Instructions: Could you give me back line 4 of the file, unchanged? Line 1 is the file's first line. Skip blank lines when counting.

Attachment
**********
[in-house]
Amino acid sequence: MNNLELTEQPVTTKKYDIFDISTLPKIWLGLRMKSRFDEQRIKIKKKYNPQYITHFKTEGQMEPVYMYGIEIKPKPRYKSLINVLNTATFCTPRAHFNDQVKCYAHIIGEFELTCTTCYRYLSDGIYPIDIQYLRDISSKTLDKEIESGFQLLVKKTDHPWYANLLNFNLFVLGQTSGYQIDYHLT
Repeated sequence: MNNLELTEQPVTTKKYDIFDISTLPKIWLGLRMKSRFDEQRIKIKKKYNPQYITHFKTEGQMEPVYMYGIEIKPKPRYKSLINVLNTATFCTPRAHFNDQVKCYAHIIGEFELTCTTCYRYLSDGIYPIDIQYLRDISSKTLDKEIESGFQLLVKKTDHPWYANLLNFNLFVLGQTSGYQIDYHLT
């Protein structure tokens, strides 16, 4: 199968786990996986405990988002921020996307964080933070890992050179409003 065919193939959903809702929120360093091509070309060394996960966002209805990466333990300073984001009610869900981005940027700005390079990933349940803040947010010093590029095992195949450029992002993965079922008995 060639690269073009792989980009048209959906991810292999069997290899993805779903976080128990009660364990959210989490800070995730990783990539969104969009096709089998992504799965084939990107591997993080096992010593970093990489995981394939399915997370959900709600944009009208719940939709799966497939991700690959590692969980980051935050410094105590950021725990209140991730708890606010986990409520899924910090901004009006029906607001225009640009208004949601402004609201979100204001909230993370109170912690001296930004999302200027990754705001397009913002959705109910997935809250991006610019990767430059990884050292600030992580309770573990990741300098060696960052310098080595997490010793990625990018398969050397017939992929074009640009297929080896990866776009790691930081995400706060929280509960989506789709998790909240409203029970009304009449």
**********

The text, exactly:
């Protein structure tokens, strides 16, 4: 199968786990996986405990988002921020996307964080933070890992050179409003 065919193939959903809702929120360093091509070309060394996960966002209805990466333990300073984001009610869900981005940027700005390079990933349940803040947010010093590029095992195949450029992002993965079922008995 060639690269073009792989980009048209959906991810292999069997290899993805779903976080128990009660364990959210989490800070995730990783990539969104969009096709089998992504799965084939990107591997993080096992010593970093990489995981394939399915997370959900709600944009009208719940939709799966497939991700690959590692969980980051935050410094105590950021725990209140991730708890606010986990409520899924910090901004009006029906607001225009640009208004949601402004609201979100204001909230993370109170912690001296930004999302200027990754705001397009913002959705109910997935809250991006610019990767430059990884050292600030992580309770573990990741300098060696960052310098080595997490010793990625990018398969050397017939992929074009640009297929080896990866776009790691930081995400706060929280509960989506789709998790909240409203029970009304009449």